Archetune-Up – Happy Neheb-iversary!

(Neheb, the Eternal | Art by Chris Rahn)

Burnin’, Burnin’ Love

Hello, and welcome back to Archetune-Up, a weekly article series devoted to tweaking a deck with the help of the EDHREC Theme Pages!

This article is a special one, as it will mark my second year as a writer for EDHREC! As such, right off the top, I want to give a huge “thank you” to everyone, especially you, dear reader, for making this something I am allowed to do with my time. I appreciate the support and the time you take out of your day to read my content. It means the world to me.

Seeing as that my first article was on Neheb, the Eternal. and my first anniversary article was on Neheb, Dreadhorde Champion, logic would dictate that for my second anniversary article I would take a crack at the only iteration of Neheb left, Neheb, the Worthy, right?

Nope! Maybe next year, though!

Apologies to all the Minotaur Tribal fans out there, but I decided to rehash Neheb, the Eternal for this one and go back to my roots! I wanted to give this deck a fresh coat of paint considering all of the incredibly spicy cards that have been printed within the past few years, and trust me, there have been a lot.

The biggest difference between this decklist and the one from my original article is that, this time, I’ll be using EDHREC’s average Neheb Burn list as opposed to one submitted by a reader.

Average Neheb 1.0

Commander (1)
Creatures (19)
Sorceries (21)
Planeswalkers (2)
Enchantments (8)
Artifacts (14)
Instants (11)
Lands (34)

Buy this decklist from Card Kingdom
Buy this decklist from TCGplayer

The site’s average decklists can be a bit hit or miss at times, but man, when they hit, they really hit. This is an incredibly solid deck, whose only glaring flaw are 34 lands as opposed to my preferred 37. Other than that, it has a good amount of draw, ramp, and payoffs. This is a deck I wouldn’t be afraid of ordering, sleeving up, and just playing as is.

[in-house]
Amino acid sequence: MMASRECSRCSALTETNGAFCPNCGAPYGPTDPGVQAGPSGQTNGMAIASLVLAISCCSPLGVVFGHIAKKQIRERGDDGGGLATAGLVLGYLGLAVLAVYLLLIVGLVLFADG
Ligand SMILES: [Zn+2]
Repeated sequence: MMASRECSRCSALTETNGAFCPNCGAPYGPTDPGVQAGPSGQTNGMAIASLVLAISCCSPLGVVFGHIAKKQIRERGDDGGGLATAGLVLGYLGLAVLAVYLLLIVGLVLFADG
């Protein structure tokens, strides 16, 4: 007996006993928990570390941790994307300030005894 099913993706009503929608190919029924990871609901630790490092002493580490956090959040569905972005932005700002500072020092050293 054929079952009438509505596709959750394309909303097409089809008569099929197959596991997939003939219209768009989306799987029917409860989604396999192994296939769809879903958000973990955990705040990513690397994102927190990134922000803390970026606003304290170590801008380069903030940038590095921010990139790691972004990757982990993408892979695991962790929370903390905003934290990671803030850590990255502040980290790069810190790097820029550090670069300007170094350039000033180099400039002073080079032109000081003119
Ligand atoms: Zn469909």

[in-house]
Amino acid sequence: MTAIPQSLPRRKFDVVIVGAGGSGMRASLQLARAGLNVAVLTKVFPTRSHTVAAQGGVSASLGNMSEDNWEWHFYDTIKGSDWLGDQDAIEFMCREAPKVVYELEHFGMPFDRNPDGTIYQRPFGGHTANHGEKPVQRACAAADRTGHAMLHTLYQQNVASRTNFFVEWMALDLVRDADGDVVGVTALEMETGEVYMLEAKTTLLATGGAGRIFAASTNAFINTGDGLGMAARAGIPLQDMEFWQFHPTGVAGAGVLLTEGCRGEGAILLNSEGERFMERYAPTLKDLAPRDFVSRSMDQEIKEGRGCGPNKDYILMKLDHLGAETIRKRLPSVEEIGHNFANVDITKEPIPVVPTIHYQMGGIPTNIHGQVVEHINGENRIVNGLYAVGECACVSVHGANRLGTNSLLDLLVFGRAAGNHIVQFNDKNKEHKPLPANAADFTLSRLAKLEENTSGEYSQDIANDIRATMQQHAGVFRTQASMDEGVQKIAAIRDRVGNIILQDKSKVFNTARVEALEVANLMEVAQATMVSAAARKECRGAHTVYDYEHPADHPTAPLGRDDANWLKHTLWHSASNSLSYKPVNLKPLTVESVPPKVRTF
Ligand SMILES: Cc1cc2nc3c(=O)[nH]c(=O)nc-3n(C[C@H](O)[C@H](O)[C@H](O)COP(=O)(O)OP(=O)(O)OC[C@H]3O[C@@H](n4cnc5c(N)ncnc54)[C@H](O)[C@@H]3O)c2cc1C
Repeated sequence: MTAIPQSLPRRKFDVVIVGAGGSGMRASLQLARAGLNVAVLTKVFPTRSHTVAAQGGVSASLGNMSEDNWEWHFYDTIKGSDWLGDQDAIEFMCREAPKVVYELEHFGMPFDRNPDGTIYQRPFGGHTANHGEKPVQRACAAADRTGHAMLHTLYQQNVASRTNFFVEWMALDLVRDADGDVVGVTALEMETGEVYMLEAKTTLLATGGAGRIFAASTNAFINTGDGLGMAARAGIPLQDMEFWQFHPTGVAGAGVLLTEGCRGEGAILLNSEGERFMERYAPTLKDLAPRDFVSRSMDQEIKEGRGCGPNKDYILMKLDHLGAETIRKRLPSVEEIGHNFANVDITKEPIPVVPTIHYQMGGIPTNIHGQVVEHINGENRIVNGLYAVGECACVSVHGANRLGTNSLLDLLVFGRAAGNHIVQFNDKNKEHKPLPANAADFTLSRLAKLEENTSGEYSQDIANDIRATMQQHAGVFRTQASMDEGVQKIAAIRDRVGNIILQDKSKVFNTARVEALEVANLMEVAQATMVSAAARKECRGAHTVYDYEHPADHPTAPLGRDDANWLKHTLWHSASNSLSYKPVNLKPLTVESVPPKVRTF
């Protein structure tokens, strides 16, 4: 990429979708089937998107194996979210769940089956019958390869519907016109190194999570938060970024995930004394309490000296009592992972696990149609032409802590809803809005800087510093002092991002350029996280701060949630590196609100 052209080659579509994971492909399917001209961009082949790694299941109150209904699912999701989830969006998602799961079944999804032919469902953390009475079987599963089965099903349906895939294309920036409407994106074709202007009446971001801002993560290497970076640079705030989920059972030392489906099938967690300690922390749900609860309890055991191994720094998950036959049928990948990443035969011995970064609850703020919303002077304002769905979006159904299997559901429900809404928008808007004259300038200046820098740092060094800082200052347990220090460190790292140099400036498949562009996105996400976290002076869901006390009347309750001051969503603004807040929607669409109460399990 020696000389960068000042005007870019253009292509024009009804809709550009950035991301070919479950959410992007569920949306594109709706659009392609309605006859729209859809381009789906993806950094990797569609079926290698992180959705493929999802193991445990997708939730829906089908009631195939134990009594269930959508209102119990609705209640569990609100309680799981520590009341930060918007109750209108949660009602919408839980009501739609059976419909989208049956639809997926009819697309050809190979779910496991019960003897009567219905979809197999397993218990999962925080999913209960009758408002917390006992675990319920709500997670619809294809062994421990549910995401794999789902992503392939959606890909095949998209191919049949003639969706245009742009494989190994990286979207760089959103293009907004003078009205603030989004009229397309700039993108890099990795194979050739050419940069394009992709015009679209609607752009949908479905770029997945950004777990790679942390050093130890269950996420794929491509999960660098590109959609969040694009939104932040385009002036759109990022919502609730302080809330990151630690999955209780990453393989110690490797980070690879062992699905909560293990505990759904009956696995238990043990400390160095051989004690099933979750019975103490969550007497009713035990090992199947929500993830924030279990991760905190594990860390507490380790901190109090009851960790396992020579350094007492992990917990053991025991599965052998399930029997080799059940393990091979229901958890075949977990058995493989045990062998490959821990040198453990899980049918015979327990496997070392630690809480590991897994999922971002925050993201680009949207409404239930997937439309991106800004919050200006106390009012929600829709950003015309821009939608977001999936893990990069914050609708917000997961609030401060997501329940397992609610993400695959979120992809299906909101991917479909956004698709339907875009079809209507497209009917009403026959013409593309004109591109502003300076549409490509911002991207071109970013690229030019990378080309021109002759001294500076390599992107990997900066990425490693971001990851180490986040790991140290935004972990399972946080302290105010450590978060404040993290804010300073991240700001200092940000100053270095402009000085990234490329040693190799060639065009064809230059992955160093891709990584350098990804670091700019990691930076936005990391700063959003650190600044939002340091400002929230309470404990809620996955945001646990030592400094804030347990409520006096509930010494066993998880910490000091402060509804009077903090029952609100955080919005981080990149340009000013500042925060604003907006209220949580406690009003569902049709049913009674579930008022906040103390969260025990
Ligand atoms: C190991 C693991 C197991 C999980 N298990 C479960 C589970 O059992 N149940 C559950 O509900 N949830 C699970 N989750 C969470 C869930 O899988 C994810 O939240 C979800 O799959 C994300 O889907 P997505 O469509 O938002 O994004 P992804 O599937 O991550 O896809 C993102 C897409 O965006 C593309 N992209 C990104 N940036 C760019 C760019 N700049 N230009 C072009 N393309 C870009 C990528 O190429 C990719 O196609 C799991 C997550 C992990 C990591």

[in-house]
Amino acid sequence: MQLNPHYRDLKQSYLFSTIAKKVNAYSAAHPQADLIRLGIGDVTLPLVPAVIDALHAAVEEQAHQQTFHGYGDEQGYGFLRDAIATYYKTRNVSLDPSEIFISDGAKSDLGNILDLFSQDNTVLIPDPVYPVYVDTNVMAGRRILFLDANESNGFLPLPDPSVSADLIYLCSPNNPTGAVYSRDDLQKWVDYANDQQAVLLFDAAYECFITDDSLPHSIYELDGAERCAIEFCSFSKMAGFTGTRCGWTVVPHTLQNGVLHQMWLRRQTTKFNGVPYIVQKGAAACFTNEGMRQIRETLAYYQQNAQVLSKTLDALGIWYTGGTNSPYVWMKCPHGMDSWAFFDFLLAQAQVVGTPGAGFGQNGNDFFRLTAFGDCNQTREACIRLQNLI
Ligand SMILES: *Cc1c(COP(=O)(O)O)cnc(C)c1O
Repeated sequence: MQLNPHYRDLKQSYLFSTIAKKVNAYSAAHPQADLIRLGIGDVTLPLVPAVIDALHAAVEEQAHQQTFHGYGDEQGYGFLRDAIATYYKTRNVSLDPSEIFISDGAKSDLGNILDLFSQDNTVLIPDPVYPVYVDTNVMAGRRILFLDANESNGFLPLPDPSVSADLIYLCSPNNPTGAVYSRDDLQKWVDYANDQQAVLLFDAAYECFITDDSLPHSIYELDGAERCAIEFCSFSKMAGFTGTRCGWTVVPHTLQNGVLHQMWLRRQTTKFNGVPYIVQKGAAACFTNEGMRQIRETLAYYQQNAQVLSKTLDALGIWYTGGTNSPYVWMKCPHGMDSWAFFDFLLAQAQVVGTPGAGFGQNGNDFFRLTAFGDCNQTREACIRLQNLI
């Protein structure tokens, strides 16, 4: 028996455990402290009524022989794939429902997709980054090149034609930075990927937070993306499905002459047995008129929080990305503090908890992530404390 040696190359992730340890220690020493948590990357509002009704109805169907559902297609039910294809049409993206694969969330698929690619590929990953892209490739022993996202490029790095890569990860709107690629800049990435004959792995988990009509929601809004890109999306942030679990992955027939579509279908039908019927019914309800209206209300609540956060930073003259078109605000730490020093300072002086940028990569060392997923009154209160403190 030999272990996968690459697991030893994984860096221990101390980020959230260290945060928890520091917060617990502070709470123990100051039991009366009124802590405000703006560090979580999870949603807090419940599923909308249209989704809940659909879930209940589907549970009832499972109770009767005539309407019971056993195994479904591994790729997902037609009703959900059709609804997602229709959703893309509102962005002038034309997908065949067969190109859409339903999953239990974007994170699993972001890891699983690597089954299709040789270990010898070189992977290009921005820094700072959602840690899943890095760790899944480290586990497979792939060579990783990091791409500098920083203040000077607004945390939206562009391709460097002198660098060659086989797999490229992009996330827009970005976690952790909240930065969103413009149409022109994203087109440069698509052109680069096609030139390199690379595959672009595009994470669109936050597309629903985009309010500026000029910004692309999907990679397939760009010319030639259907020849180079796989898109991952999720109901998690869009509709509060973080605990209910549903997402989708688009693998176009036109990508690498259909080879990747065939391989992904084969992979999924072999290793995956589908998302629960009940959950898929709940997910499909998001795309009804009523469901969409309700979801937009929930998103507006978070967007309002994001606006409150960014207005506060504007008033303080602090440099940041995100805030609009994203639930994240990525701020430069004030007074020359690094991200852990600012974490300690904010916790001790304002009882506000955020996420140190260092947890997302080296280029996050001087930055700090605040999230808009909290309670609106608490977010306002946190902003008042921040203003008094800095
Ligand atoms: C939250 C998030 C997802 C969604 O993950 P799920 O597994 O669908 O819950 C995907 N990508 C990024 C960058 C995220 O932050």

That being said, you aren’t here to listen to me gush about the average decklist, you’re are here to see how I tune it up, so let’s turn up the heat as we make our way through the Burn Theme to help fix up our favorite Zombie Minotaur!


Fire it up!

Like I said already, the average Neheb, the Eternal list is very well put together aside from the lack of lands. The splashy top-end was covered in spades, but even so, there were a few inclusions I just couldn’t help but add in.

If there was a single card printed within the last couple years that really spoke to my inner Timmy, it would be Drakuseth, Maw of Flames. If I am playing a big mana deck that can support running this card, I want to try and make it fit. In this deck, particularly, Darkuseth can be used as both a payoff and an enabler. You can slam it down early on, thanks to Neheb, and then utilize it to either keep the board clear, produce a ton of mana with our commander, or even both!

I’ve been pretty underwhelmed with the Courts from Commander Legends, but I think this deck is a perfect place for Court of Ire. Not only does it provide card draw, but it also throws damage around every upkeep. Court of Ire can produce an extra two or seven mana with Neheb out, or instead can be a consistent way to clean up creatures. From Oracle of Mul Daya to the aforementioned Drakuseth, Maw of Flames, this Court can get rid of both with little effort. It brings with it a lot of variance, but I think that it deserves a spot here, if for no other reason than to test it out.

Our final permanent-based damage-dealer is Brash Taunter. When combined with Neheb, Taunter functions similarly to Selvala, Heart of the Wilds: it’s a mana dork that you put mana into in order to get a lot back out. At absolute worst, Taunter is a hard-to-remove threat that will often survive most board wipes while also being a plague on our opponents. Don’t even get me started how well Brash Taunter performs when combined with other cards we run, like Blasphemous Act or Earthquake! *Chef’s kiss*


Double Trouble

This deck is looking to generate a huge amount of mana advantage, mainly through dealing damage to our opponents and making them suffer. Making a ton of mana isn’t the only way to generate a mana advantage, though, and that’s what these three cards are all about!

Bonus Round is a card I called out in my first Neheb article as a great card for this deck. Even when just used with Tormenting Voice effects, Bonus Round provides a huge amount of both mana and card advantage, and that’s before mentioning instances where you’re able to copy a Molten Disaster or Jaya’s Immolating Inferno with Neheb out! Bonus Round will end up doubling both the damage dealt to everyone, and, by proxy, the amount of mana you generate, and then will double all the spells that you use that mana on post combat! One good turn with Bonus Round can cause the game to spiral out of your opponents’ control incredibly quickly and lock up games in a flash!